(j) Whether an attorney will represent the agency in the matters to be heard and whether the parties ordinarily and customarily are represented by an attorney.

(k) The title and function of the person presiding at the hearing with respect to the decision process, including, but not limited to, the manner in which the testimony and evidence taken by the person presiding at the hearing are reviewed, the effect of that person’s determination, who makes the final determination on behalf of the agency, whether the person presiding at the hearing is or is not an employee, officer or other representative of the agency and whether that person has the authority to make a final independent determination.

(L) In the event a party is not represented by an attorney, whether the party may during the course of proceedings request a recess if at that point the party determines that representation by an attorney is necessary to the protection of the party’s rights.

(m) Whether there exists an opportunity for an adjournment at the end of the hearing if the party then determines that additional evidence should be brought to the attention of the agency and the hearing reopened.

(n) Whether there exists an opportunity after the hearing and prior to the final determination or order of the agency to review and object to any proposed findings of fact, conclusions of law, summary of evidence or recommendations of the officer presiding at the hearing.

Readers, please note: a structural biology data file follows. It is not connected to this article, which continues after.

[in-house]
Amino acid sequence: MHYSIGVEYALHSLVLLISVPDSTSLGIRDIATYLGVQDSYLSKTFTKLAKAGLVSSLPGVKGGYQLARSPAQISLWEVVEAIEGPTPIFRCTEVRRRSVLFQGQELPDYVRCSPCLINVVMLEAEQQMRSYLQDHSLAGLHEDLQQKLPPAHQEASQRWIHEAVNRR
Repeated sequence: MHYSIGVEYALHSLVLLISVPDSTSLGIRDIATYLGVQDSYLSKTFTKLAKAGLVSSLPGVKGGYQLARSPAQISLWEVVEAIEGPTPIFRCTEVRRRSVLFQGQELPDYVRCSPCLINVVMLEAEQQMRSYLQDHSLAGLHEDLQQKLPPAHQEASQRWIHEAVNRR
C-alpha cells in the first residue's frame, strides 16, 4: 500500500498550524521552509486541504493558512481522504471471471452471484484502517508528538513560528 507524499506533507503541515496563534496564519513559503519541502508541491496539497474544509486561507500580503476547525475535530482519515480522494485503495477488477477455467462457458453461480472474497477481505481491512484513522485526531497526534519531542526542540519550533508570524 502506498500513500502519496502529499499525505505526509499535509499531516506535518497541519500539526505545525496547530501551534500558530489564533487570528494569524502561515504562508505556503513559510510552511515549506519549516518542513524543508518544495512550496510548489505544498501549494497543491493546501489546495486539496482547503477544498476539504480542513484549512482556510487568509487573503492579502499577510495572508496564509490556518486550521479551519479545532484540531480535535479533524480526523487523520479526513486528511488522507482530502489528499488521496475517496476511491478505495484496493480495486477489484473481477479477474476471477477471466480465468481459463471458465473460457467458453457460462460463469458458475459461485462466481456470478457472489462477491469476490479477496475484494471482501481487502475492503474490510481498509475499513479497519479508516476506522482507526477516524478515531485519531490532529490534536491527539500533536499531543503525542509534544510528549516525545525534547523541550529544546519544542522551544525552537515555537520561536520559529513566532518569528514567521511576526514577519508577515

(o) A description of the appeal process from the determination or order of the agency.

(p) A statement that active duty servicemembers have a right to stay proceedings under the federal Servicemembers Civil Relief Act and may contact the Oregon State Bar or the Oregon Military Department for more information. The statement must include the toll-free telephone numbers for the Oregon State Bar and the Oregon Military Department and the Internet address for the United States Armed Forces Legal Assistance Legal Services Locator website.

(3) The failure of an agency to give notice of any item specified in subsection (2) of this section does not invalidate any determination or order of the agency unless upon an appeal from or review of the determination or order a court finds that the failure affects the substantial rights of the complaining party. In the event of such a finding, the court shall remand the matter to the agency for a reopening of the hearing and shall direct the agency as to what steps it shall take to remedy the prejudice to the rights of the complaining party. [1979 c.593 §§37,38,39; 1995 c.79 §63; 2007 c.288 §1; 2013 c.295 §1]